On September 25, 2006, Davidson Energy, LLC filed its 2005 federal income tax return.

Plaintiff’s Ex. 100. The tax return lists Palter and Keyser as each owning a 50% share of Davidson Energy, LLC’s profits, losses, and capital during the 2005 tax year. Id.

Davidson Drilling, LLC filed its 2006 federal income tax return on April 14, 2007. Plaintiff’s Ex. 102. The tax return lists Keyser as owning 50% of Davidson Drilling, LLC’s profits, losses, and capital during the 2006 tax year. Id. The produced tax return includes the first page of Schedule K-1 for Palter but does not include the page that would delineate his ownership interest in Davidson Drilling, LLC. Id.

On December 26, 2007, Jake and Inna Palter filed their 2005 federal income tax return. Plaintiff’s Ex. 103. The tax return lists nonpassive losses from NFCT and Davidson Energy, LLC that passed through those entities to Palter as a partner or shareholder. Id. The tax return also claims a $168,600 loss that resulted from the Palters’ sale of Nord Services, Inc. stock they held from August 19, 2004 to December 31, 2005. Id.

Defendants’ Position

Defendants contend NSI cannot sue Defendants under two theories: (1) Palter and Keyser own NSI and did not authorize this lawsuit; and (2) Nefco owns NSI, and Boris Goldstein, Chairman and CEO of Nefco subsidiary NSI, did not authorize this lawsuit.   Under the second theory, Defendants also claim NSI released Palter and Keyser from liability. Defendants further claim NSI, as Nefco’s subsidiary, owns Davidson Energy, LLC, Davidson Drilling, LLC, and NFCT. Defendants admitted the following evidence at the hearing.

On October 30, 2007, Nonna Fisher produced a copy of NSI’s Bylaws dated July 25, 2004 (the “In Formation Bylaws”). Plaintiff’s Ex. 16.  The In Formation Bylaws contain the words “in formation” written on the front page and contains the signatures of Palter, Keyser, Veselkov, and Fisher.  Id.  Handwritten next to Veselkov’s name is the date “January 25, 2004.” Id. The In Formation Bylaws list Palter and Keyser as the original stockholders, each owning 100,000 shares. Id.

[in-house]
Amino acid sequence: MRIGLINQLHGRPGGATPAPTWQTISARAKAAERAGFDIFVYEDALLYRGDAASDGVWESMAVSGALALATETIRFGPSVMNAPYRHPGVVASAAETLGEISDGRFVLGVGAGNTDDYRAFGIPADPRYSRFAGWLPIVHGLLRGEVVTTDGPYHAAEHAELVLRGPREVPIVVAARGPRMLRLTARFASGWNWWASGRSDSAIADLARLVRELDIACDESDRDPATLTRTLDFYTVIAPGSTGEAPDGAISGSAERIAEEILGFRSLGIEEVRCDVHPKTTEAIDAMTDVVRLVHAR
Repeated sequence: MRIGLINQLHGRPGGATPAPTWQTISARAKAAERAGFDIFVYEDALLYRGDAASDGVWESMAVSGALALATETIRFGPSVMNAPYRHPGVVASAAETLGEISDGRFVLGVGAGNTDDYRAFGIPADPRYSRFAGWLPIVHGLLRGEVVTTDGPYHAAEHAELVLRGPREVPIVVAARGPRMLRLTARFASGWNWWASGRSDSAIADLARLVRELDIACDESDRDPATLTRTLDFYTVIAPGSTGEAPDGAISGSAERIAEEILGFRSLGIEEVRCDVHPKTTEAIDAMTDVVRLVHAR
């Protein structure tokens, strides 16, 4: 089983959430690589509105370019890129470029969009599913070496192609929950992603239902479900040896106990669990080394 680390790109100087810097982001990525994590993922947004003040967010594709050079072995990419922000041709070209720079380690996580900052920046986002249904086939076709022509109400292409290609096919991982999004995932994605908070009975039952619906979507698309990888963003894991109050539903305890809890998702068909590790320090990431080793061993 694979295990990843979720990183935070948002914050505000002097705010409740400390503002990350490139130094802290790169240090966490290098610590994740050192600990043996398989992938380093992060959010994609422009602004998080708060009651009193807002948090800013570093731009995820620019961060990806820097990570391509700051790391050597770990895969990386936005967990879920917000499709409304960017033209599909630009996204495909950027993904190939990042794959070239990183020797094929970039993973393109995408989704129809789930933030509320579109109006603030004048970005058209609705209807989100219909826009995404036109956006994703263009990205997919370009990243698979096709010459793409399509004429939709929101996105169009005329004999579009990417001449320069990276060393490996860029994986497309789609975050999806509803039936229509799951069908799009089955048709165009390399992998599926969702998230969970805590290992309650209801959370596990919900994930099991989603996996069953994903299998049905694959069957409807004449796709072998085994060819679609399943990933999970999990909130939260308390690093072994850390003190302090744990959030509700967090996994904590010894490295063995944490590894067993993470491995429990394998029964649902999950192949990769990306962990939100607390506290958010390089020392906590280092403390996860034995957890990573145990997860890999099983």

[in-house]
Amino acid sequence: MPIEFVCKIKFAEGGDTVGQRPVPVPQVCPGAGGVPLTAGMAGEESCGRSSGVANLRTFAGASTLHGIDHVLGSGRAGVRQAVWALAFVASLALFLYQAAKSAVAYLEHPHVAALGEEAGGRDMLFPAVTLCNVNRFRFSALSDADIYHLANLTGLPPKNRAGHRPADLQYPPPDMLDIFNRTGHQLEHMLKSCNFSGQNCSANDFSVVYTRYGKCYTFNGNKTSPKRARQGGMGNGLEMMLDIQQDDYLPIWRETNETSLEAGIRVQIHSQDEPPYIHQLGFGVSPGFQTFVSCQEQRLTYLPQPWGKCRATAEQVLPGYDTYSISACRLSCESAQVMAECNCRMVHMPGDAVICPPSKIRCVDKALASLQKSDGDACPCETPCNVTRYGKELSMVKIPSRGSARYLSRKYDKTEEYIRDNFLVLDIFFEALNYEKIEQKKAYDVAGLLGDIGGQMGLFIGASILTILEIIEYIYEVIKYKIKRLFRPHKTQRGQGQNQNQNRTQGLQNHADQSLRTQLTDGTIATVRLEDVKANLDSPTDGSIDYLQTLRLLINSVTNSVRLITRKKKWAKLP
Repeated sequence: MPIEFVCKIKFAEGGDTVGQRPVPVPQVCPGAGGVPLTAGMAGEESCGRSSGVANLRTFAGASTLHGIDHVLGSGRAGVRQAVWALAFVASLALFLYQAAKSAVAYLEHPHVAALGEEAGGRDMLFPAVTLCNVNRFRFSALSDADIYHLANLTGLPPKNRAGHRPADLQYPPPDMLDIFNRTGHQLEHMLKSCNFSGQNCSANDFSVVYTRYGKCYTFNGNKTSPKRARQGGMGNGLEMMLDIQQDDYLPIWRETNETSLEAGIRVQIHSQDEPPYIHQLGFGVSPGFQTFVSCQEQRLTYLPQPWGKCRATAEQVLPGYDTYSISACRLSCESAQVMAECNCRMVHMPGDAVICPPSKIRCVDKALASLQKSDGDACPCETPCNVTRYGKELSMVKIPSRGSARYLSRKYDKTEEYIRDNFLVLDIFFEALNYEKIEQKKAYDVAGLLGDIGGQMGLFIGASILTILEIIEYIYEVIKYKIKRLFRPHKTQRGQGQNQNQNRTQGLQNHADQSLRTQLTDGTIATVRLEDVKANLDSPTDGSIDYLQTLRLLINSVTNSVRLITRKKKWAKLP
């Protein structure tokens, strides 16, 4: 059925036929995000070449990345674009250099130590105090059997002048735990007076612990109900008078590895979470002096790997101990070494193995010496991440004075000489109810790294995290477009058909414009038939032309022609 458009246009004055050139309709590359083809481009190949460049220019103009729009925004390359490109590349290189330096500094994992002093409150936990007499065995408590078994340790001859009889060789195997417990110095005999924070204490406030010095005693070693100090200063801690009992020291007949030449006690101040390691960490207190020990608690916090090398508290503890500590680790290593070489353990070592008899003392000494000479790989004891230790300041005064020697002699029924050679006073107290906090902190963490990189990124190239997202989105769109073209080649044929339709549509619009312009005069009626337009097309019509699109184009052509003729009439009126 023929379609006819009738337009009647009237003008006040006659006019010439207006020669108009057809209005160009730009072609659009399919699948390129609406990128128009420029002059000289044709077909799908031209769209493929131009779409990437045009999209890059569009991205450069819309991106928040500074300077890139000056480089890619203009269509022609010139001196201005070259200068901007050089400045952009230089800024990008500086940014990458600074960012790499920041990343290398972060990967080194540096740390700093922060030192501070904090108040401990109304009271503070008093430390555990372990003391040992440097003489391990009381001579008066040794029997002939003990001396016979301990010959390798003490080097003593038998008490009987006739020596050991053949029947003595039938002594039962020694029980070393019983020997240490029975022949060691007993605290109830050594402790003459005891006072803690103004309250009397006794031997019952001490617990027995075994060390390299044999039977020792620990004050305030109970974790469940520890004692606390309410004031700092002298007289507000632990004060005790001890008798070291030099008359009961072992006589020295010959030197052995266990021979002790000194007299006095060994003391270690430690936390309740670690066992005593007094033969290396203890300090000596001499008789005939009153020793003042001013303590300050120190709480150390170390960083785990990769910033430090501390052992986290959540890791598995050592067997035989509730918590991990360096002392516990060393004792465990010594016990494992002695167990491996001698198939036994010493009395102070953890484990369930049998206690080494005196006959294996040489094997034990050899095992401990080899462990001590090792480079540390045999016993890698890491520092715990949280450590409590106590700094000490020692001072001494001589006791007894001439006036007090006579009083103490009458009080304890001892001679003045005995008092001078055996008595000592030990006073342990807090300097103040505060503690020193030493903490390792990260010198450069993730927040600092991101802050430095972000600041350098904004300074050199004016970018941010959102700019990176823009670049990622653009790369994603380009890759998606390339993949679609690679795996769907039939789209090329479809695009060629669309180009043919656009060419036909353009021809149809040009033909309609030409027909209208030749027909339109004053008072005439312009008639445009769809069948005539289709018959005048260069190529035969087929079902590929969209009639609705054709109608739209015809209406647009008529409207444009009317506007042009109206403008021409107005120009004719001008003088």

Fisher testified she signed the In Formation Bylaws and saw Veselkov sign it in front of her. She further testified she saw Veselkov write “In Formation” on the front of the bylaws and write the “July 25, 2004” date next to his name. Palter’s deposition testimony generally corroborates Fisher’s testimony.

Fisher also produced a copy of “Agreement No. 24/A,” dated July 25, 2004, signed by Veselkov on behalf of Danfil Company Ltd. and Palter on behalf of NSI (the “Danfil Agreement”). Plaintiff’s Ex. 249; Defendants’ Ex. 51. Under the Danfil Agreement, Danfil Company Ltd. agreed to loan NSI between five and six million dollars. Id. NSI promised to pay 28% interest on the loan and promised to pay 33% of its net profits to Veselkov each quarter. Id. The Danfil Agreement also contains images of embossments from what appear to be NSI and Danfil Company Ltd. seals. Id.

Defendants admitted a letter dated June 11, 2005 from Nefco’s attorneys to Veselkov that states Nefco intended to file civil and criminal complaints against Veselkov and others in Russia. Defendants’ Ex. 9.  Veselkov testified he never saw this letter prior to the current action.

Boris Goldstein produced a document titled “Agreement for Sale of Substantially All Assets,” dated August 18, 2005, and signed by Tanya Sturman on behalf of NSI, Eve Goldstein on behalf of Nefco, and a witness.  Plaintiff’s Ex. 5; Defendants’ Ex. 11.  Boris Goldstein originally produced a copy, labeled BG57, and produced the original before the hearing.   Under the Agreement, NSI agreed to sell “all or substantially all” of its assets to Nefco who agreed to purchase NSI’s assets. Id. NSI also warranted it would deliver NSI’s common stock to Nefco. Id. On January 28, 2008, Lena Founk produced a draft copy of the “Agreement for Sale of Substantially All Assets” that contained additional handwritten notes allegedly made by Veselkov. Plaintiff’s Ex. 17.

Founk testified Veselkov had her translate the draft of the Agreement and she billed him $86.00 for one to two hours of translation services. In particular, she translated the paragraph of the Agreement that covered the amount of consideration Nefco paid NSI.  Founk further testified she spoke to Veselkov on the phone and had translated many documents for him.

Eve Goldstein testified she signed the Agreement and witnessed both Sturman, Veselkov’s alleged “right-hand woman,” and “some witness” sign the Agreement. Zlata Stepanenko testified she signed as a witness to the Agreement and saw both Sturman and Eve Goldstein sign the Agreement.